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Saller also is the editor of the Chicago Manual of Style's insightful and entertaining Chicago Style Q&A. (She was profiled in the Reader, though she preferred to remain anonymous back then, in a 2007 story).
Sample question and answer:
Q. I am editing a collection of poems. My poet is inclined to use ellipses and em dashes extensively and incorrectly. I argued that this will detract from the manuscript and be distracting for readers. She argued that it's a style thing and I shouldn't change it. Who is right? Does the poet get complete license?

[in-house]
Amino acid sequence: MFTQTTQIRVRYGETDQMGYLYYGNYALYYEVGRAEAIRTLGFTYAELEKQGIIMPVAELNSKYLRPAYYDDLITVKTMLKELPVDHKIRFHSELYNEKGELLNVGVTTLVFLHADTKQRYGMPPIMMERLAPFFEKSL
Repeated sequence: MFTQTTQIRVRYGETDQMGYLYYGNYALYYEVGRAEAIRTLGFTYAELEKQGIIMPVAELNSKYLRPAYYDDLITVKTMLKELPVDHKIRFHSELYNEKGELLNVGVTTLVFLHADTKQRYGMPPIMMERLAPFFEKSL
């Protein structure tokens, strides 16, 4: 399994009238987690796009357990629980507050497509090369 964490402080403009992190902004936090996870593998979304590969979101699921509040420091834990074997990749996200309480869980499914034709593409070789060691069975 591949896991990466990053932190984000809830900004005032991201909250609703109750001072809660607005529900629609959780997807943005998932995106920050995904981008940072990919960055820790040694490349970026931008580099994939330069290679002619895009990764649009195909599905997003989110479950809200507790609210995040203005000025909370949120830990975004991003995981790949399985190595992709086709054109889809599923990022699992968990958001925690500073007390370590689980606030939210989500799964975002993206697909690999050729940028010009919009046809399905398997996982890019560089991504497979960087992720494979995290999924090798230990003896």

A. Poets do tend to resist editing—they're so sure that everything they do is inspired by genius. Fortunately, readers tend to buy into this. Your role is just to query and then let it go.
Why "subversive?" someone asked. Because "sometimes you have to break the rules," Saller replied. "And someone pointed out to me, 'The Sensible Copy Editor' probably wouldn't sell so well."
I had a brief chat with Saller during the book signing afterward. For me, it was like meeting a rock star.
Here are some online resources for copy editors and freelancers, provided by the U. of C.'s Graham School of General Studies: